Menu
© MSF

Indonesia tsunami response

We have a team in Central Sulawesi assessing medical and humanitarian needs in response to the tsunami

On 28 September, a series of strong earthquakes struck central Sulawesi province.

The strongest  a 7.4 magnitude earthquake with its epicentre close to the provincial capital, Palu  triggered a tsunami whose waves reached up to three metres in some areas, striking Palu and Donggala. 

Click map to expand

The earthquakes, tsunami and resulting liquefaction - a phenomenon where soil loses strength and turns to mud - and landslides have caused significant damage and loss of life in affected areas.

MSF response

An MSF team from Indonesia – composed of medical, water and sanitation, and logistics specialists  was sent to the affected areas to assess the situation. 

In collaboration with the Indonesian Ministry of Health, the MSF team has evaluated the needs in the more remote and rural areas, as the government response is concentrated mainly in the areas around the tsunami-hit Palu City coastline, and Petobo to the south.

Primary and mental healthcare

{{ ctaright.node.field_explanation }}

“Until today [11 October], we still see patients with closed fractures due to the impact of the earthquake," says Dr Rangi Wirantika.

"We have been working closely with the Health Agency, and our mobile clinic team travels every day to provide health services access for these patients.”

The main priority now is to provide support to health centres in remote areas to restart their primary healthcare activities and ensure the prevention of epidemics such as diarrhoea, skin diseases and measles.

Restarting routine vaccination, data collection, and epidemiological surveillance for different diseases will be also part of the support.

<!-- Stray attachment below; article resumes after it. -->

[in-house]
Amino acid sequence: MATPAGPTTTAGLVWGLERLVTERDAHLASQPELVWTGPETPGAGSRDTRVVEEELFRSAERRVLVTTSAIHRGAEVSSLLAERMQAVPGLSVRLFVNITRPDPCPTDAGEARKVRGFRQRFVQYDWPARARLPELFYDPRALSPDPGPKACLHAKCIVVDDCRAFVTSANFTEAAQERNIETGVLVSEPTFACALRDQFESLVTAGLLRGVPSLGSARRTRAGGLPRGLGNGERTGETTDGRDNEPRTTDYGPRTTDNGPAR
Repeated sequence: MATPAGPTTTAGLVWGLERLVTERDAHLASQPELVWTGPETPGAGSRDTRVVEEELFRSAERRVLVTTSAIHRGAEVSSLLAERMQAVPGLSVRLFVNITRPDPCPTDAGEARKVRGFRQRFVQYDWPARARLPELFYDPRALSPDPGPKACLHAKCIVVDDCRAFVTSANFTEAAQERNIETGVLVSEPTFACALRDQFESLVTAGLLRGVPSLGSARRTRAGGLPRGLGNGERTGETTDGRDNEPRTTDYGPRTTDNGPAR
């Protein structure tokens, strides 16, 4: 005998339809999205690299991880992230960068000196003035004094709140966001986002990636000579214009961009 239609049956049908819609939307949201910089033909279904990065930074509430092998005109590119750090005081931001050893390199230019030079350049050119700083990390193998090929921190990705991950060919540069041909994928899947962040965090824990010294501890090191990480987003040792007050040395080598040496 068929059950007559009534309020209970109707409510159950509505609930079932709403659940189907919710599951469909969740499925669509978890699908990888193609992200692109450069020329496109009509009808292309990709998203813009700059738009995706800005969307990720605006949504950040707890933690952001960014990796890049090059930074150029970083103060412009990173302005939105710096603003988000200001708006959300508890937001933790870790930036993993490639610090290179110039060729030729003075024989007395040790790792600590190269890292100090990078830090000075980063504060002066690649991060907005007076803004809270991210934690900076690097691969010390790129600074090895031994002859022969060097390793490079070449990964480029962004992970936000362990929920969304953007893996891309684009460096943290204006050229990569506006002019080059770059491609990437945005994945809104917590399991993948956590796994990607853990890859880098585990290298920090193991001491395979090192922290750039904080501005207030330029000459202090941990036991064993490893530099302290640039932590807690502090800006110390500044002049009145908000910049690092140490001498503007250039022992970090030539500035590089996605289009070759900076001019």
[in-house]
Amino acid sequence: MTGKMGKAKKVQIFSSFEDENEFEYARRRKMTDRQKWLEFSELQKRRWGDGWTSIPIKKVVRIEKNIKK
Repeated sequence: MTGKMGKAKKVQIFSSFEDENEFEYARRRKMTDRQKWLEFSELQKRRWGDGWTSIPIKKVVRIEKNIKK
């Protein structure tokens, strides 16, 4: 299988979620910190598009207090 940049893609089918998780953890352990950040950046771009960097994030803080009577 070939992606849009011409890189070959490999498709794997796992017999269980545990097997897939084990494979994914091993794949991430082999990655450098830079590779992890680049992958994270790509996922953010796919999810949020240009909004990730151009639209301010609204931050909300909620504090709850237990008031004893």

Two local psychologists will soon join the team to provide mental healthcare for the people of Palu and Donggala, as well as for local medical staff.

Dr Rangi Wirantika dresses the wound of four-year-old Adam, who received a head wound while fleeing the tsunami.

Safe water

Ensuring access to safe water is also a priority. "The affected communities have limited access to clean water which is important to reduce the risk of possible epidemics. In some areas, people have to walk up to two kilometres just to get water," says Timothius SP Benu, an MSF water and sanitation specialist.

The MSF team will repair or clean existing water sources, such as hand pumps and wells, and set up temporary solutions such as water tanks and water treatment systems.  

While conducting these activities, the team will continue to assess the needs in the surrounding areas and will respond according to potential needs.

Latest figures as of 9 October

  • {{ fact.node.field_facts }} {{ fact.node.field_facts_units }} {{ fact.node.field_post_fact }}

    {{ fact.node.field_facts_explanation }}

As of 9 October, 2,010 people are known to have died, 10,700 have been seriously injured and 671 people are still missing, according to the United Nations Office for the Coordination of Humanitarian Affairs.

More than 67,000 houses have been severely damaged or destroyed by the earthquake, tsunami or liquefaction, leaving some 330,000 people without adequate shelter, while 62,400 people displaced by the disaster are staying in displacement sites with limited access to life-saving services.

how we respond to natural disasters >